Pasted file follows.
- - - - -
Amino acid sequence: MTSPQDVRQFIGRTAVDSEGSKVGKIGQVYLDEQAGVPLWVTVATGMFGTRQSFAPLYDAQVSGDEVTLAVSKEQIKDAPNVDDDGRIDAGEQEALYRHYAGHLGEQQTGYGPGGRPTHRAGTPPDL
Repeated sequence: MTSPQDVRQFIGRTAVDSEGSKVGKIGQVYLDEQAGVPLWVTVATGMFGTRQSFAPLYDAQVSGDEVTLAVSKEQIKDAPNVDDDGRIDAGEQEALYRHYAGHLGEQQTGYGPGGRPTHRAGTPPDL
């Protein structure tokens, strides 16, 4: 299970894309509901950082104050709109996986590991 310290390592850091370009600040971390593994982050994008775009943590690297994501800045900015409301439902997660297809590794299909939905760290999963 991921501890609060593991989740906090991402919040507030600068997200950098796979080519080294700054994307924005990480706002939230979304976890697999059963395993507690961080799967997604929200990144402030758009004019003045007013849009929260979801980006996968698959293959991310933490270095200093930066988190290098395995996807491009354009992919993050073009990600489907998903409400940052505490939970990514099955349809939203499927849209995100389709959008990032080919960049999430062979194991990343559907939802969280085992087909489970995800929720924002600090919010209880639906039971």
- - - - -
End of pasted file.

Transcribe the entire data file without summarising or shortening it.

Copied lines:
Amino acid sequence: MTSPQDVRQFIGRTAVDSEGSKVGKIGQVYLDEQAGVPLWVTVATGMFGTRQSFAPLYDAQVSGDEVTLAVSKEQIKDAPNVDDDGRIDAGEQEALYRHYAGHLGEQQTGYGPGGRPTHRAGTPPDL
Repeated sequence: MTSPQDVRQFIGRTAVDSEGSKVGKIGQVYLDEQAGVPLWVTVATGMFGTRQSFAPLYDAQVSGDEVTLAVSKEQIKDAPNVDDDGRIDAGEQEALYRHYAGHLGEQQTGYGPGGRPTHRAGTPPDL
């Protein structure tokens, strides 16, 4: 299970894309509901950082104050709109996986590991 310290390592850091370009600040971390593994982050994008775009943590690297994501800045900015409301439902997660297809590794299909939905760290999963 991921501890609060593991989740906090991402919040507030600068997200950098796979080519080294700054994307924005990480706002939230979304976890697999059963395993507690961080799967997604929200990144402030758009004019003045007013849009929260979801980006996968698959293959991310933490270095200093930066988190290098395995996807491009354009992919993050073009990600489907998903409400940052505490939970990514099955349809939203499927849209995100389709959008990032080919960049999430062979194991990343559907939802969280085992087909489970995800929720924002600090919010209880639906039971």